• Speaking of context, use the “editorial we.” - who is “I”? - Unless you are your brand, always use “we” to represent your company on Facebook. - On Twitter, “I” is okay if you identify who “you” are. - Reduces confusion and represents the brand more strongly. - good: writes to ONE person in audience (‘what do YOU think’?)
  • - Good: Nirvan (@ symbol) If using “We” is a bit weird, or if you have many contributors offering viewpoints. BUT - too long! be concise. writing twice as long as you need to is half as effective
  • - adds a bit of a personal touch - transparency - lets people know who they’re talking to - reduces speedbumps in communication
  • Don’t worry about your eyesight This franchise posted the same article three times within one week - twice on one day. In addition, they’ve been openly passive-aggressive to their neighborhood and other people associated with their business. Don’t air dirty laundry online - or anywhere remotely near your customers for that matter. If you get to the point where you feel like you need to do that, find help - fast! 80/20 rule
  • Previous slide could have been avoided (perhaps two people from the biz were sharing to the page?) by having a plan: - a guide (social media team leader - someone who’s excited) - a schedule (content calendar) - and a map (to track progress toward goals)
  • Social media is about as top-of-mind as you can get; don’t delay in getting your message out or connecting to people ASAP. If you’re at a networking event or convention : Connect with people on LinkedIn or Twitter immediately after meeting them. If you tell someone you’ll follow up with more info on a story you mention, a product you’re offering, a tour of your facilities, do it quickly. If your company is selling a product that could help in a situation being covered by the media , reach out to local reporters as soon as you see a story you could provide more info or another perspective on. And respond quickly to comments and questions you receive on your website, blog, social media.
  • Turn notifications on in apps on your phone and tablet so you’re alerted when someone interacts with your content. Set up Google Alerts to discover what’s being said about you online. Also good to set up for your partners/clients so you can give them shoutouts when they appear in the news/online. Set up searches in Tweetdeck to find messages related to your company or your industry. Make sure all of your social accounts - on LinkedIn, review sites like Yelp, etc. - have the right emails connected to them.
  • Attracting attention online for your business today requires you to always be prepared for fresh content that might pop up. It requires you to be constantly searching for opportunities to connect. And it requires dedication and focus. With time and effort, you’ll likely find that you’re better of using social media than not, and even if it’s not paying dividends for you now, it can and will help you reach your business goals.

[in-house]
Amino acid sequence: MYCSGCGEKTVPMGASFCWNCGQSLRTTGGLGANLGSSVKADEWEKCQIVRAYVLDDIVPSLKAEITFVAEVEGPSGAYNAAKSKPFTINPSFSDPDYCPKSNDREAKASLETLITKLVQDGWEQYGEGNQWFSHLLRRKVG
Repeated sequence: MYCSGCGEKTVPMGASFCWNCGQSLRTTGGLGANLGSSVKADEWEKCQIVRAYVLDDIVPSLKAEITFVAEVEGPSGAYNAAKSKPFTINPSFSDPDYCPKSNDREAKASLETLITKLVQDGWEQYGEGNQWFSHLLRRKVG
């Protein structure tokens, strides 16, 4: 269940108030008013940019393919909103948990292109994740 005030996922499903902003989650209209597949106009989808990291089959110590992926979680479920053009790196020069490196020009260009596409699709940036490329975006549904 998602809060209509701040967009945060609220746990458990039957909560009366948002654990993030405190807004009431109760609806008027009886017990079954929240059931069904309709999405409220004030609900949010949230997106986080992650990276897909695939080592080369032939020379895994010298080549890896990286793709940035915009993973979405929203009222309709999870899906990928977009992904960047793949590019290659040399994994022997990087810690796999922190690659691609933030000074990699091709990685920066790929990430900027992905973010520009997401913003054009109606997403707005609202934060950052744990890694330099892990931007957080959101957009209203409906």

• Connect with me on Twitter, LinkedIn, say “hi.”


  • 1. Fishing for Fans and Followers Tips to Make YourSocial Media Marketing Efforts More Efficient and Effective
  • 2. •Look for the “big fish” ideas in your messaging.•Don’t use a net that’s too big.•Fill your tackle box with the right lures and bait.•Figure out when the fish are biting.•Find the schools.•Don’t scare the fish.•Plan your fishing trip.•Fry your fish when they’re fresh.
  • 3. “Give a man a fish and you feed him for a day.Teach a man to fish and you feed him for a lifetime.” Photo by Photo by Jeff Attaway via Flickr/Creative Commons
  • 4. “Teach a man to fish and hell sit on a boat and drink beer all day.” Photo by Photo by Palingzp via Flickr/Creative Commons
  • 5. Look for the “big fish” ideas in your messaging. Photo by Marcel_Ekkel via Flickr/Creative Commons
  • 6. Don’t use a net that’s too big. Chinese Fishing Nets, Cochin, India by Tim Moffatt via Flickr/Creative Commons
  • 7. Fill your tackle box with the right lures and bait. Photo by jasonippolito via Flickr/Creative Commons
  • 8. Figure out when the fish are biting. Photo by robstephaustralia via Flickr/Creative Commons
  • 9. Find the schools. Photo by NOAAs National Ocean Service via Flickr/Creative Commons
  • 10. Don’t scare the fish. Photo by Colin Bowern via Flickr/Creative Commons
  • 11. Plan your fishing trip. Photo by psyberartist via Flickr/Creative Commons
  • 12. Fry your fish when they’re fresh. Photo by ewen and donabel via Flickr/Creative Commons
  • 13. •Look for the “big fish” ideas in your messaging.•Don’t use a net that’s too big.•Fill your tackle box with the right lures and bait.•Figure out when the fish are biting.•Find the schools.•Don’t scare the fish.•Plan your fishing trip.•Fry your fish when they’re fresh.
  • 14. @TigerSharkMusic